Drop ball confusion costs Lytle
Ben Polland landed the Bermuda Open Championships yesterday at Port Royal and a cheque for $7,000 as controversy marred overnight leader Jimmy Lytle's final round after he suffered a two-stroke penalty to finish fourth.
Lytle, leading since the first round and by two strokes over Barry Lane, was involved in confusion over where to take a drop on hole 2 after he hit his third shot over the green and into the bushes. He then dropped the ball on the other side of Pompano Road which was out of bounds.
The Florida resident played from that position and then, suspecting it may be out of bounds, corrected the error by playing another shot from the previous position in the bunker. That decision saved him from a disqualification, although he did finish the hole with a nine.
“I hit it into a bush over the second green which was unplayable and my options there were a replay and a penalty or a two club-length penalty,” Lytle said.
“I didn't want to go two club-lengths and didn't want to replay it, so I went on the other side of the road and asked the guys I was playing with [Barry Lane and Miguel Ángel Martín] ‘is that out of bounds' and they said ‘no, it's not marked'.
“One of them had seen a competitor [defending champion Justin Regier] play from across the road earlier in the tournament, so I went back there and dropped on the tee box and finished the hole.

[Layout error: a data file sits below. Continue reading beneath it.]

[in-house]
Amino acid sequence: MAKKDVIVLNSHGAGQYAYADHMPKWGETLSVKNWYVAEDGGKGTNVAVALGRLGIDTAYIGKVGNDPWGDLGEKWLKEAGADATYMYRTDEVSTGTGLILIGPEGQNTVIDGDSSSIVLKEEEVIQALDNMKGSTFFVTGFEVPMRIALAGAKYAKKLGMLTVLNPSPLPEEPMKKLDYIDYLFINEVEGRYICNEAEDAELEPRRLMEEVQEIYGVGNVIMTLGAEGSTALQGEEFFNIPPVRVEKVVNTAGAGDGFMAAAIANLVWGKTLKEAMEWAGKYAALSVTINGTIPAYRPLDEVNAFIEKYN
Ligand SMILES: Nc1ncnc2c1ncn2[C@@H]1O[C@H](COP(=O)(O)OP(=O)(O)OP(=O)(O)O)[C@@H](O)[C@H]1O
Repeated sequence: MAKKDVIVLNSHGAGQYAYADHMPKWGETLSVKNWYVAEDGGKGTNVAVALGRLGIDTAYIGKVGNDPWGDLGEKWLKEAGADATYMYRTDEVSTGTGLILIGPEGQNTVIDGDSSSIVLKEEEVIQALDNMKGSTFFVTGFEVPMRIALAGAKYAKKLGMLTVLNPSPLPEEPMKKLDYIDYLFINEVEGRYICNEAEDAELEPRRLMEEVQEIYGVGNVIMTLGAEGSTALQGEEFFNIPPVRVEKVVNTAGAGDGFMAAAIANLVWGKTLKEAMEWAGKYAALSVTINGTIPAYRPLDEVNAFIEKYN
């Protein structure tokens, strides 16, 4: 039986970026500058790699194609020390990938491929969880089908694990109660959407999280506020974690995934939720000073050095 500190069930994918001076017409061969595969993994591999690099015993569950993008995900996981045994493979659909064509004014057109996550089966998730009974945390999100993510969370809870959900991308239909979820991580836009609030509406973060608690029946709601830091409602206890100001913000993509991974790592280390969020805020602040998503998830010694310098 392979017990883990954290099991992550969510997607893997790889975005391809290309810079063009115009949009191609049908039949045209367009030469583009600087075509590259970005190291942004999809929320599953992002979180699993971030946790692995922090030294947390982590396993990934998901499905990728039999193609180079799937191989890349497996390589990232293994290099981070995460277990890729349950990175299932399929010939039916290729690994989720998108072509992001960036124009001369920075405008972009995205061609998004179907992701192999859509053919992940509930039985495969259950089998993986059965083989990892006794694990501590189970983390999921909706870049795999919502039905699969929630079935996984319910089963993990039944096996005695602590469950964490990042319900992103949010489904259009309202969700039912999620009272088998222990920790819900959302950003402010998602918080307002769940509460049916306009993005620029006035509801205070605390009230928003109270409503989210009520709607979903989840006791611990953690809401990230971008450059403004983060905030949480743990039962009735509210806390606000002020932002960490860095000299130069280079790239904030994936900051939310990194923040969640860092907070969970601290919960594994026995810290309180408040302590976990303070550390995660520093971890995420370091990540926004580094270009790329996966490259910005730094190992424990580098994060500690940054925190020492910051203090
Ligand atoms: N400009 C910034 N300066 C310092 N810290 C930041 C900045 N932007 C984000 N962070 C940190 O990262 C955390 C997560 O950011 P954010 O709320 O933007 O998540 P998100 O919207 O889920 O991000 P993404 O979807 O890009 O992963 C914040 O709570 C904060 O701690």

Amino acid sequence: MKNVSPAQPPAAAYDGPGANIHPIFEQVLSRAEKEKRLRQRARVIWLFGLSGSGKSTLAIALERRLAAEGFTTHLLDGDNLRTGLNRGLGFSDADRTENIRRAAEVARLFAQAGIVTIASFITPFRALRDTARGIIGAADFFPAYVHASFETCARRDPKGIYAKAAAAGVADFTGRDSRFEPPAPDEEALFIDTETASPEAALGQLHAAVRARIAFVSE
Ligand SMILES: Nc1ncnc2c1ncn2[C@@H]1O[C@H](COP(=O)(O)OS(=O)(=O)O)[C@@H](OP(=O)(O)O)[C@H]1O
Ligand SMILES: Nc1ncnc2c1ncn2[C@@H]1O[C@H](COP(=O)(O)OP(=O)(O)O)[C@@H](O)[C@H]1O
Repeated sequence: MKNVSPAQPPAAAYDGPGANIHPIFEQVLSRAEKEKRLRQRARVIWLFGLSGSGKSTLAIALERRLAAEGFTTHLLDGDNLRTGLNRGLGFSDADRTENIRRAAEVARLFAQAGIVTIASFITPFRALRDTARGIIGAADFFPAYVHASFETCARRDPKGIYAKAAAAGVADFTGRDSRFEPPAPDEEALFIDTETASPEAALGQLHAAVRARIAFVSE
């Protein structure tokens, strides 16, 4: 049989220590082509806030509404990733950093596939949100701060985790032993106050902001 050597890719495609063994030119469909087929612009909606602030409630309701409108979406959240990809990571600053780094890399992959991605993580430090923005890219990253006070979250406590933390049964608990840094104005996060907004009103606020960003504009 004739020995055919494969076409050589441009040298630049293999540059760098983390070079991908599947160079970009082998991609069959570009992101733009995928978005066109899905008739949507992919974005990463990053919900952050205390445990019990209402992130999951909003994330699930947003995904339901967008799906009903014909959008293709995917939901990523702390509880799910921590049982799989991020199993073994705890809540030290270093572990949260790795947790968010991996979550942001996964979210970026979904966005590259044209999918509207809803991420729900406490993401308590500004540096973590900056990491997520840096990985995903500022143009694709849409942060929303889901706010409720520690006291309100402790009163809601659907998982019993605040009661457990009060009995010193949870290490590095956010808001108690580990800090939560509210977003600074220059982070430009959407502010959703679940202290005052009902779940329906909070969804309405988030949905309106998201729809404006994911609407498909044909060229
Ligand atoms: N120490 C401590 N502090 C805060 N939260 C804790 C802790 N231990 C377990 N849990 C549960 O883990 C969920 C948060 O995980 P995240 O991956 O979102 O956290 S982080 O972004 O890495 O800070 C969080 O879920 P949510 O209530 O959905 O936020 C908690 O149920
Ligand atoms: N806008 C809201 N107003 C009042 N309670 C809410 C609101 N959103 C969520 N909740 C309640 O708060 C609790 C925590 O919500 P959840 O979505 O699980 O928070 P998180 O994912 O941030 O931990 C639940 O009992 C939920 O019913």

“Somebody said it was a problem and we checked on it and it ended up being a two-stroke penalty, but there was no marking, no lines and no sticks.”
Lytle admitted that the incident knocked him off his stride.
“It says in the rule sheet that the road is out of bounds,” Lytle said. “It's my fault for not seeing that, however, every tournament I've ever played in, every out of bounds area has been clearly marked.
“It was a mistake on my part but an even bigger mistake on the part of the committee. I would have had a chance if that had not happened.
“There's no chance I'm going to come back and play next year because of the way it's run.”
Andrew Woodworth, the president of the Bermuda Golf Association, stressed that the rules clearly state that Pompano Road is out of bounds.
“The local rules clarify for participants that balls going over Pompano Road, which is outside the boundary of the golf course, is considered out of bounds,” Woodworth said.
“In this case the players didn't see any white stakes and assumed it was in bounds and played it incorrectly, resulting in one disqualification against one player [Regier] and a two-stroke penalty because he [Lytle] corrected his error before finishing the hole.
“Because the boundary is the pavement you can't put stakes in the pavement. In hindsight, putting some marking there will prevent players from making that mistake in the future.”
Through it all, Polland, just 24, kept his composure with a second straight round of 69 to win by two strokes over Lane, of England.
“After the first two days I knew I could have played a lot better,” said Polland, who hails from Minnesota but now works as a PGA professional at Deepdale Golf Club in Long Island.
“I was able to shoot in the 60s the last couple of days and luckily everyone went in the other direction.”
Polland, of Manhasset, New York, was playing two groups ahead of the leaders so the pressure was off him somewhat.
Lane will play in the Grey Goose World Par 3 championships at Turtle Hill this weekend. Yesterday he picked up a cheque for $4,000 while Michael Gligic, of Canada, collected $2,250 for third place. Lytle tied with Martin as both earned cheques for $1,875. The total purse in the tournament was $22,000.